Large-scale geoelectrical anomalies have been mapped with geomagnetic depth sounding (GDS) and magnetotelluric (MT) surveys in the Carpathian Mountains region. These anomalies are associated with the zone of closure between stable Europe and a complex of microplates in front of the converging African plate. The zone of closure, or suture zone, is largely occupied by an extensive deformed flysch belt. The models derived to fit the observed geoelectrical data are useful in the study of other suture zones, and Carpathian structures have been compared with areas currently being studied in the western Cordillera of the U.S.A. Models derived for a smaller-scale suture zone mapped in western Washington State have features that are similar to the Carpathian models. The geoelectrical models for both the Carpathian and Washington anomalies require dipping conductive slabs of 1-5 ?? m material that extends to depths > 20 km. In both instances there is evidence that these materials may merge with lower crustal-mantle conductors along the down-dip margins of the slab. The main conductive units are interpreted to be sedimentary rocks that have been partially subducted due to collisional processes. Heat flow is low in both regions and it is difficult to explain fully the deep conduction mechanisms; however, evidence suggests that the conduction at depth may include electronic conduction in sulfide mineral or carbon films as well as ionic conduction in fluids or partial melt. ?? 1989.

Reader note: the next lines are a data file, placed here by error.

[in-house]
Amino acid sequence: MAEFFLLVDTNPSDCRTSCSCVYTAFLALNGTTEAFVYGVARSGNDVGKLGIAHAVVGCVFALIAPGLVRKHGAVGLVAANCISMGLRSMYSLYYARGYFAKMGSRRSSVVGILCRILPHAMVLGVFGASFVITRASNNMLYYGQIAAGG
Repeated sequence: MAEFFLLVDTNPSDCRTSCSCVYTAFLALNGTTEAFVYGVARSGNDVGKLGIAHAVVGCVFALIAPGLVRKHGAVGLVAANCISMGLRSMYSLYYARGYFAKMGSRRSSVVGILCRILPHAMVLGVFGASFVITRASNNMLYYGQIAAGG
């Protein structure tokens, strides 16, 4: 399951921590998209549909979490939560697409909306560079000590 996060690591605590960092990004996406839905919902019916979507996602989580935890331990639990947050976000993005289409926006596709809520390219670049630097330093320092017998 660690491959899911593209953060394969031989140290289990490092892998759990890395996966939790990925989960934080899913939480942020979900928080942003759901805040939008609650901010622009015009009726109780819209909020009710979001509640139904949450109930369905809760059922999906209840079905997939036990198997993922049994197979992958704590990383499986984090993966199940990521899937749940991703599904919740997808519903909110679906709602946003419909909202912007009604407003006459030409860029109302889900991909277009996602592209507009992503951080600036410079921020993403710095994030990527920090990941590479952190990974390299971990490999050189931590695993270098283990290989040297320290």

Additional publication details
Comparison of geoelectrical/tectonic models for suture zones in the western U.S.A. and eastern Europe: are black shales a possible source of high conductivities?